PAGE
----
An MOU can be a useful tool for case management agencies which have as their major function, coordination of services for clients from a number of community providers. Procedurally, this task could be a nightmare for case managers unless specific elements, especially client flow, are clearly described in advance of operation. The MOU serves as the vehicle for establishing the requirements of the agreement. In this respect it can be used:

Negotiating an MOU can take a considerable amount of staff time, energy, and resources. Therefore, a case management agency should only pursue MOD's with those agencies which are considered essential to its operation or to the building of its credibility in the community. The types of agencies with which case management agencies will develop MOD's will vary but the MOU's negotiated will fall into one of three categories. These are described below.

An important point to be made is that MOU's are not contracts. A contract is a private law between two parties which can be upheld in court. An MOU can be a powerful tool since it requires two parties to come to mutual agreement. However, an MOU is not legally binding. A case management agency must ascertain when agreements need to be further solidified through the use of a contract rather than an MOU. Whenever exchange of money is taking place, a contract is a necessary document. In addition, whenever service delivery, transfer of authority, or any other condition needs to be binding, a contract may be a necessary document.

The process of negotiating contracts and the ultimate content of contracts are very similar to that of MOU negotiation and content. Contracting simply requires further attention to legal detail. The following material will be useful to agencies interested in contracting since it represents a building block for understanding contract negotiation and development.

Finally, it should be recognized that a good understanding of the MOU development process can be acquired only through actual practice. Common sense, logic, and the materials which follow, combined with a bit of political savvy about the local community, should help an agency director to begin developing agreements with providers.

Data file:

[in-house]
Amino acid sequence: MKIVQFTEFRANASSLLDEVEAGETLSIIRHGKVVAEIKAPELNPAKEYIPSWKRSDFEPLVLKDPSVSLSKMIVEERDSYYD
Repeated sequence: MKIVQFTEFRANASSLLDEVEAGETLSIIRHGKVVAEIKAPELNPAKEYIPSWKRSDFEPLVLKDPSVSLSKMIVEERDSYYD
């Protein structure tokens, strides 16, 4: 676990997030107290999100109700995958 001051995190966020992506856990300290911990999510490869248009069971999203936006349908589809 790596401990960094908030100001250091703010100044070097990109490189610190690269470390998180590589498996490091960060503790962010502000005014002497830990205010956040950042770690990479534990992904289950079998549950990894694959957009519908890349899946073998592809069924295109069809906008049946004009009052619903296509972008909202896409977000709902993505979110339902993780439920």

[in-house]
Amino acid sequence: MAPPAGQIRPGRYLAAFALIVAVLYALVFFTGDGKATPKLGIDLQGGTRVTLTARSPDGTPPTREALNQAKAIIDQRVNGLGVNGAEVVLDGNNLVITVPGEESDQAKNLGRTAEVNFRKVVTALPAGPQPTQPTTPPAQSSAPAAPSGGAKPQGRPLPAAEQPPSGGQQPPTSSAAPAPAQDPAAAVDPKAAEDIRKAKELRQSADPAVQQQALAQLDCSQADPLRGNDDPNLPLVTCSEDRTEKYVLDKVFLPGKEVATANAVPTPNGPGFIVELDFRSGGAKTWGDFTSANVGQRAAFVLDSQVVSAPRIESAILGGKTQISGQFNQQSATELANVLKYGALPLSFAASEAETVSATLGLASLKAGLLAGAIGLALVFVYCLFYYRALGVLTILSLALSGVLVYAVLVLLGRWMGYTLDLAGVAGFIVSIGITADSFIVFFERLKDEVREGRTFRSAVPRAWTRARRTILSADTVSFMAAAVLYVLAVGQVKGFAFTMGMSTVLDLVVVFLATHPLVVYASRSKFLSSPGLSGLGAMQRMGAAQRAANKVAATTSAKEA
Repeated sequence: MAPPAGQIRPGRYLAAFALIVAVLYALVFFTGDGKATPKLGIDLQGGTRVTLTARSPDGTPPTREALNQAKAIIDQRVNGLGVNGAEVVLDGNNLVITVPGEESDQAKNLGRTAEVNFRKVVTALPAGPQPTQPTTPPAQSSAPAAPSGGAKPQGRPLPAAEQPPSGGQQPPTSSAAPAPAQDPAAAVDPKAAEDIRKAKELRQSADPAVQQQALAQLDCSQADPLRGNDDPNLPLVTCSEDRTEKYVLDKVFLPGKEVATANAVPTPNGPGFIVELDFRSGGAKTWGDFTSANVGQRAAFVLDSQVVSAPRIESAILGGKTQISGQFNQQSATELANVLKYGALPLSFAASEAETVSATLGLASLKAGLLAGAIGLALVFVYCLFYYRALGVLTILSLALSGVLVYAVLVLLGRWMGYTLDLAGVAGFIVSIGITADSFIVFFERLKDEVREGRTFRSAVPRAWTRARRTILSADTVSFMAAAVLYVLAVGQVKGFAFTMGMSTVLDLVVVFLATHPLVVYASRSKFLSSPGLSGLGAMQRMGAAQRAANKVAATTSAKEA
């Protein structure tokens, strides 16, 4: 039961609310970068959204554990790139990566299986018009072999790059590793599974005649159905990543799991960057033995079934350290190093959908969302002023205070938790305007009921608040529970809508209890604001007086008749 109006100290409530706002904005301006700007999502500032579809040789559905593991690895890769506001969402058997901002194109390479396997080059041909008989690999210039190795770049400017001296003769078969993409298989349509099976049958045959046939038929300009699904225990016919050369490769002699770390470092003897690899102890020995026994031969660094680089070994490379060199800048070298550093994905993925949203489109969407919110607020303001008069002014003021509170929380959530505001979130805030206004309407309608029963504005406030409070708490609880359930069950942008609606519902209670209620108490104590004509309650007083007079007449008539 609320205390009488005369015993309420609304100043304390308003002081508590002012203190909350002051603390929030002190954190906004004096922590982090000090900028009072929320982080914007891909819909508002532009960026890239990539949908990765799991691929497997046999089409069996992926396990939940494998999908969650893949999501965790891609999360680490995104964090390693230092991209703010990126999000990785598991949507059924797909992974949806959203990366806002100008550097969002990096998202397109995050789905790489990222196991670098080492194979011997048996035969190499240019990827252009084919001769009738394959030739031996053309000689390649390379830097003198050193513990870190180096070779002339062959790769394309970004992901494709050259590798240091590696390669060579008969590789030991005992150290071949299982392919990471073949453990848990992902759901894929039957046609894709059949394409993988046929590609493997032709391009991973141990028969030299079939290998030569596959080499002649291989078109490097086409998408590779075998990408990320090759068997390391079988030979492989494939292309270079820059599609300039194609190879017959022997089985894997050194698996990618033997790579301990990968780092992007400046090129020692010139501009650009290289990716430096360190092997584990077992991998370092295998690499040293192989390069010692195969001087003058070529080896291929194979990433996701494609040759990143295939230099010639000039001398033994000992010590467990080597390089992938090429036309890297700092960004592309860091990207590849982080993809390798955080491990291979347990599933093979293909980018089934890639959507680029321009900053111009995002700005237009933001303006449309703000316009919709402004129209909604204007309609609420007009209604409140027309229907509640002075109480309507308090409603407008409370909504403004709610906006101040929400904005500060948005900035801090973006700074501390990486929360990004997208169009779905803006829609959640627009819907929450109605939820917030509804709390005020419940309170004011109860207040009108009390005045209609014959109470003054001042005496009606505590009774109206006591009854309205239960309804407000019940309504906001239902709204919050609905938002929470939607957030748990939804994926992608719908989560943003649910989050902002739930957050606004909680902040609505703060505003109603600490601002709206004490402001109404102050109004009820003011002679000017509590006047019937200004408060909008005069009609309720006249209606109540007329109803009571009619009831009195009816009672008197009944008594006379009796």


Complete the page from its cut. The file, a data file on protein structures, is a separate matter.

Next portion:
III. THE PROCESS OF NEGOTIATING MOU'S

A. General Guidelines

The following is a list of general guidelines to keep in mind during the process of MOU negotiation and development.

  1. Identify the key people.
  2. Keep the goals and objectives broad.
  3. Keep the language broad and simple.
  4. Define your role as a case management agency.
  5. Define what the provider can offer.
  6. Set realistic expectations.
  7. Be specific regarding the understandings and functions.
  8. Set review dates.
  9. Do not make the MOU more complicated than necessary.
  10. Do not use the MOU as a power play.
  11. Define the terms, units of service, service definitions.
  12. Use a marketing approach. Make the provider feel good about entering into the relationship.
  13. Encourage participation of provider agencies on your Advisory Council.
  14. Clearly specify procedures for amending the MOU.
  15. Check the need to include state, federal, and local legal requirements such as the Civil Rights clause which must be included in federal contracts.
  16. Handle the arrangements and establish the relationship correctly the first time, so that the need to renegotiate is minimized.
  17. Be aware and beware of underlying agency antagonisms or feuds which may impact on the implementation of the MOU. If possible, help to resolve these problems.

B. Stages in the Process

  1. Stage One. Planning Stage. The planning stage is essential as a basis for subsequent MOU activity and will, if carefully executed, provide a set of decisions and determinations which will facilitate smooth negotiation and implementation of the relationship with the provider. It is also essential as the basis for developing a contract.

    1. Step One. Begin with internal brainstorming. Administrators, case managers, or others involved in your agency's efforts should identify:

      1. What you want or need another party to provide;
      2. What you are willing to negotiate;
      3. What you are willing to give up;
      4. What you have to offer;
      5. The rationale for entering the MOU process.
    2. Step Two. Identify the potential providers in the community. In this process, identify provider needs and explore ways in which you can, to some extent, address their needs. Be realistic about what you can expect providers to deliver and what you can deliver. Explore ways to establish appropriate relationships in order to maximize the probability of achieving what you want.

    3. Step Three. Define your agency's program objectives for a particular MOU and evaluate whether you can accomplish the objectives without the MOU. The definition of program objectives is a crucial process in the development of an MOU.

      Clearly defined program objectives can be translated into the terms and conditions of the MOU. In developing the objectives you should:

      1. Define the client population to be served;
      2. Define the service to be provided, or the understanding you desire;
      3. Assess any costs, both direct and indirect, to your agency and the agency with which you are negotiating an MOU;
      4. Define the minimally acceptable standards of performance.

      Program objectives stated in terms of measurable outcomes will facilitate monitoring, evaluation, and MOU renogotiation later on after the MOU has been implemented.

      Program objectives can be used as a point of reference against which to weigh the advantages and disadvantages of developing an MOU. Their consideration will assist you in determining whether the creation of an MOU will unnecessarily formalize a relationship, create unnecessary bureaucracy or be counterproductive. An MOU should not be attempted if it will disrupt a good relationship.